A type of electronic braking tool, Antilock Braking Systems (ABS), was developed to assist a driver to control a vehicle under heavy braking. In such conditions, ABS prevents the wheels of a vehicle from locking up.
An ABS includes electric sensors that track the speed of a wheel as it rotates, and identifies whether it is susceptible to locking up when braking. In this event, the brakes are automatically released and very quickly reapplied.
To prevent skidding, this process occurs a number of times, which also allows the driver to steer the vehicle and potentially avoid a collision.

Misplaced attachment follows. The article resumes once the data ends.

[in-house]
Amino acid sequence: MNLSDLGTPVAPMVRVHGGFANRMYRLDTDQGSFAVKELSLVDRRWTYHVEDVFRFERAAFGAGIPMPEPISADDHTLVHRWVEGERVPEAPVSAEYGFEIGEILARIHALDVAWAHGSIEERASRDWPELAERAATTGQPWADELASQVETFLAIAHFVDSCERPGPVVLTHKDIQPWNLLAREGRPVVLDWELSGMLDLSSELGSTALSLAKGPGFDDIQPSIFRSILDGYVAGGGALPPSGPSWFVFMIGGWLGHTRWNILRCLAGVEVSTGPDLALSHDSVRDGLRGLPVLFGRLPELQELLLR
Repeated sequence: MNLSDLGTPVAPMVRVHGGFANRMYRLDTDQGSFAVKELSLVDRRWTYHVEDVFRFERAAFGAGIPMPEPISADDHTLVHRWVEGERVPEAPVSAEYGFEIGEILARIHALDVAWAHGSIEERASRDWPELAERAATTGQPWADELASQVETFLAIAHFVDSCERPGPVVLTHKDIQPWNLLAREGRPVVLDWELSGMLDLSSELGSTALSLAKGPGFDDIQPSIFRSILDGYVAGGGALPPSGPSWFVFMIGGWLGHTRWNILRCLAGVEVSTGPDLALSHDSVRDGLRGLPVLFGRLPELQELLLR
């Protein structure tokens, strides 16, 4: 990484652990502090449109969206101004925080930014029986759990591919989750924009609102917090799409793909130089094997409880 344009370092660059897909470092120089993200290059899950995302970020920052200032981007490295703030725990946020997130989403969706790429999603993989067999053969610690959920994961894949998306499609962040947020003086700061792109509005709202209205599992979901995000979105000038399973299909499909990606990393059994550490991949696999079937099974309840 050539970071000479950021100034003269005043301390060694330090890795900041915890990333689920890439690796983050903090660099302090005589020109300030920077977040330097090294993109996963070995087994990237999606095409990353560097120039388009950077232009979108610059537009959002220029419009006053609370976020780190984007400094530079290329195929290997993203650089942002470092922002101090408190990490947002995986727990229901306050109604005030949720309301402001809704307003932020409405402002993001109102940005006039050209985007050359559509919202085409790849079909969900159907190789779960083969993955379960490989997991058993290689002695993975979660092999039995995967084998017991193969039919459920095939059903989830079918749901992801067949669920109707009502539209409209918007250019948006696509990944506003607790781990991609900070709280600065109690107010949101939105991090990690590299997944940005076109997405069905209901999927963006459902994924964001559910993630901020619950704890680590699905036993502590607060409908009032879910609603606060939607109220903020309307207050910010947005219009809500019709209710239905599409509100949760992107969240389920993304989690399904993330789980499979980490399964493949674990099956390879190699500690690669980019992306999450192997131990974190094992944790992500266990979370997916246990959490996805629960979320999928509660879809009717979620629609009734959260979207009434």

The primary advantage of ABS is that it affords a driver control over the steering of the vehicle. Because of the reduced risk of skidding, drivers of vehicles with ABS will have a greater chance of being able to steer around an obstacle.
When purchasing or driving a new car, it is important to know whether it has ABS. Whether or not a vehicle has ABS determines the actions that a driver should take in an emergency situation, and may even determine whether money can be saved on car insurance.
The handbook of a vehicle can provide information about the safety features of a car and whether it has ABS.